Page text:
By DAVID DUPONT
BG independent news
Proliferating parklets along Main Street are forcing changes to the layout of the juried art show at the Black Swamp Arts Festival, Sept. 9-11.
Jessica Touros, co-chair of the visual arts committee, said the festival will again have 108 juried artists in 112 booths (four artists are using double booths).
However, those booths will be stretched into an additional block extending to the intersection of South Main and Pearl.
The addition of four more parks on Main Street this summer necessitated the expansion.
The festival arranged the artists in “fours”, with four booths together forming a square. That setup is a distinctive part of the festival and appeals to artists, said Todd Ahrens, chairman of the volunteer festival committee that produces the annual festival. “We try to maintain that as much as possible.”
But the parquets made it impossible in some places to maintain the fire lane required by the city. Each parquet means a loss of space for four to eight cubicles. This means that some cabins will be arranged in pairs.
To compensate, the juried art show will extend to Pearl Street.
The biggest challenge at the beginning of this summer was the uncertainty of where the parquets would be. Once that was determined, festival organizers could map out the art booths.
The expansion of the show north meant that space had to be found for the Chalk Walk, which is located on the block between Washington and Pearl.
The festival cannot extend beyond the Pearl, said Doug Cubberly, who co-chairs the site and logistics committee. The city should maintain Pearl as a route for emergency vehicles crossing the city from the fire station to the west.
So the Chalk Walk was moved to the other end of the festival, just beyond the Youth Arts Village, extending to Clay Street.
This really brings it close to another activity aimed at teenagers, Beats on the Street, which takes place on the Youth Arts stage.
Ahrens noted that construction of the new city building in that area will also require moving the tie station to a new location.
The extension of the art show to Pearl Street is not unprecedented. In 2006, the art show moved to the Pearl as the festival increased the number of artists it featured. However, it reverted to the following year and this layout has been used ever since.
This year, the visual arts committee is using an idea that originated in 2006. They are placing the seven or eight returning winners on Main Street near the Flower Basket parking lot, which is the main entrance to Lot 2 with the main stage and beer garden.
Returning winners are:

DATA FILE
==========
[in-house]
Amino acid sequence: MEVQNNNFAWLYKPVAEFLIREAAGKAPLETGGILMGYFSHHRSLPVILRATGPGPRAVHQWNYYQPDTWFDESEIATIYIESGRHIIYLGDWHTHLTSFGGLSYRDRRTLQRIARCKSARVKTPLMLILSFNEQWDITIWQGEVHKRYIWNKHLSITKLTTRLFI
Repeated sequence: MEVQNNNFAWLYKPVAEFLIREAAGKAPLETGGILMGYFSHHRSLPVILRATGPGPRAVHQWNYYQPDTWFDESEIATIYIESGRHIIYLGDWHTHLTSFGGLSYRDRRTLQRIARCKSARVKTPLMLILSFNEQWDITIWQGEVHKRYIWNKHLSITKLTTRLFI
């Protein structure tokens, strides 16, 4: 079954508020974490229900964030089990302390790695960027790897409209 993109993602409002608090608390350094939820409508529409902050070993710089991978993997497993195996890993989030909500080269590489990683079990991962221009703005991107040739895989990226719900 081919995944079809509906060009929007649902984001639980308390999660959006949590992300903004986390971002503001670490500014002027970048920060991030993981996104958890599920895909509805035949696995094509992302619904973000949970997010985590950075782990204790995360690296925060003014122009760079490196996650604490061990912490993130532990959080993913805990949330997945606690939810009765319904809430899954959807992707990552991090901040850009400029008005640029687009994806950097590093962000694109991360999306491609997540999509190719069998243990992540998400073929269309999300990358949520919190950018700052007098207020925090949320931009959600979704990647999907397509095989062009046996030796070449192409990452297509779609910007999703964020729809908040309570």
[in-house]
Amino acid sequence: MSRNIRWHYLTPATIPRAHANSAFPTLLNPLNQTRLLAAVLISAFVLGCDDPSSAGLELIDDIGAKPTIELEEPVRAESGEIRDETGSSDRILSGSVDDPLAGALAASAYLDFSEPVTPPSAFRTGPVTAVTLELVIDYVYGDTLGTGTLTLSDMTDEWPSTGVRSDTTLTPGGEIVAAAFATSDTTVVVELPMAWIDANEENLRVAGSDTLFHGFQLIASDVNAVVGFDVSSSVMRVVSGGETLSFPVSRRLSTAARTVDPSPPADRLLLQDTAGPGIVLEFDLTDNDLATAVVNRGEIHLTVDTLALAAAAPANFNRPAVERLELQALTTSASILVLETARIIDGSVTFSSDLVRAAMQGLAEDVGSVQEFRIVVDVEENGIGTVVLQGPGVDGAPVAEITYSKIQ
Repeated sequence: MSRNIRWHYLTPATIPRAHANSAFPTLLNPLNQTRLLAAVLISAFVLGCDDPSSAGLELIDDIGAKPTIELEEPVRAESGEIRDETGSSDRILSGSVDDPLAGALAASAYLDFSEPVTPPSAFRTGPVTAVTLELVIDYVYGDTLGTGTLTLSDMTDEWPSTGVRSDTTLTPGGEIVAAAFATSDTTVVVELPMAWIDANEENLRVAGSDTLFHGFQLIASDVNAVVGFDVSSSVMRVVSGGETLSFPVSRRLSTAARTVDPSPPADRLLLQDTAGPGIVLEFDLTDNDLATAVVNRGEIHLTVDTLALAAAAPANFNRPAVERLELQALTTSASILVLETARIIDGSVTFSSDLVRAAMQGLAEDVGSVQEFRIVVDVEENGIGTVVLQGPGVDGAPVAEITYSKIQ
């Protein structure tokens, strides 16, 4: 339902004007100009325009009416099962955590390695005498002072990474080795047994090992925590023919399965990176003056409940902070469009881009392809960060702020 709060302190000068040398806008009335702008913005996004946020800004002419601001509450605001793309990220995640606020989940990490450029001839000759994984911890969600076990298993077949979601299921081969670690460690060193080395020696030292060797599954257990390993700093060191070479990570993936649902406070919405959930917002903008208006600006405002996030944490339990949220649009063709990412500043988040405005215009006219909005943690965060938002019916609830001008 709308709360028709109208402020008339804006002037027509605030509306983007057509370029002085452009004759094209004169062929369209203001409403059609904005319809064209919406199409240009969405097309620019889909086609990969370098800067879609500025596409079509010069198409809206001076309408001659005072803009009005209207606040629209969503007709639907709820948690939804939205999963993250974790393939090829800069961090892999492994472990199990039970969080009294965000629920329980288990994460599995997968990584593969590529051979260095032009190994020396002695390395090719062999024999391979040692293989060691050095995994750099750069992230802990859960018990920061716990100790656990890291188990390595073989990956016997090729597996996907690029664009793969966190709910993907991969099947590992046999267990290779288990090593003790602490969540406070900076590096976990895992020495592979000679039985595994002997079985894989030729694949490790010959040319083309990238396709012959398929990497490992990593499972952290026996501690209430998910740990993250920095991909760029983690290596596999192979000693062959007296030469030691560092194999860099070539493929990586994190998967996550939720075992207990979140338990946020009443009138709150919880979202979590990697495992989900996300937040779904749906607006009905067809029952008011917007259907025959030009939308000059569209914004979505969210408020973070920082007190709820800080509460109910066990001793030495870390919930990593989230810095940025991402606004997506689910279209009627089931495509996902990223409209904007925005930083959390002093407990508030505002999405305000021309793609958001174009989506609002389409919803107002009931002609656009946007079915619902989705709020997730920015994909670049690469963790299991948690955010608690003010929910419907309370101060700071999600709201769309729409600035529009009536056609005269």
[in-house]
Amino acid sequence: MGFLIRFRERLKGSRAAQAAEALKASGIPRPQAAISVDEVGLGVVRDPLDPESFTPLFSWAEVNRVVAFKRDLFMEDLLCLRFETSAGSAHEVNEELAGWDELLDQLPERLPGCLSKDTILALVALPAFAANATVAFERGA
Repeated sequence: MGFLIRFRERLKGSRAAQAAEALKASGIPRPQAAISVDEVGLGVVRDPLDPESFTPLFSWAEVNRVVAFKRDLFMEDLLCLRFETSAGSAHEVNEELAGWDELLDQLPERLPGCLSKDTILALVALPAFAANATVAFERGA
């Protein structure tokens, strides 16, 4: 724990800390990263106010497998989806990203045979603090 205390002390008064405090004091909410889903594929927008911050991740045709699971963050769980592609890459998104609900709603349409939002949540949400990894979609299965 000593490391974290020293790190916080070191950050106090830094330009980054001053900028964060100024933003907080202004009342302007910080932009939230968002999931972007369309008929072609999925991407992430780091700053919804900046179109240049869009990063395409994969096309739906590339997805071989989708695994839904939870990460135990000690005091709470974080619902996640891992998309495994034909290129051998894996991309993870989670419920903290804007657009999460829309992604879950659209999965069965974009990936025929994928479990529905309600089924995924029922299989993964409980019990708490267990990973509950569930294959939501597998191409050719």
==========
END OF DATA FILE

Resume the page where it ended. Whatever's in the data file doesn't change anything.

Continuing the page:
- Said Oladejo-Lawal, painting, Columbus, best of show.
- Sumiko Takada, ceramics, Upper Arlington, first place 3-D
- Nick Ringelstetter, Spring Green, Wis., who is focusing on painting this year, first place 2-D.
- Derrick Riley, a printer from Lexington, Kentucky, second place.
- Joe Dagostino, Sagamore Hills photographer, third place.
- Jeneen Hobby, photography, and Robert Bridges, painting, honorable mentions.
Touros said there is a good mix of artists – some are regulars, some are new, some have been on the show multiple times in the past.
A rotating panel of judges ensures some turnover in the artists who are accepted into the show.
This is the second year the art show will open on Friday night.
That change, which many artists want, has been successful, Ahrens said. “The artists were very happy about it.”
“Times are changing,” Cubberly said. For years, the city resisted closing Main Street on Friday nights.
Art show hours are Friday (9/9), 5-8pm; Saturday (9/10), 10 a.m. to 6 p.m.; and Sunday (September 11), from 11 a.m. to 5 p.m
One city center that the festival will not be participating in is DORA.
In passing the legislation to extend DORA’s time and area, the city council designated a festival weekend at the festival’s request. The festival’s footprint is different from DORA’s, Ahrens said. The festival sells alcohol with an F permit and this applies to Lot 2 behind Juniper and Beckett’s. DORA stretches down the high street.
Anytime an applicant changes the size of their acreage, it opens them up to “enforcement issues,” Cubberley said. “That’s why we’re very diligent in the beer hall with ID checks. If we expand that, it would make us a little bit more trying to figure out how to make sure that nobody’s drinking where they shouldn’t.”
This would make it difficult to protect artist booths.
Additionally, the city and police have opposed extending DORA to parking lots, including Lot 2, Ahrens said.
The city and police department are “extremely” cooperative with the festival, Cubberly said.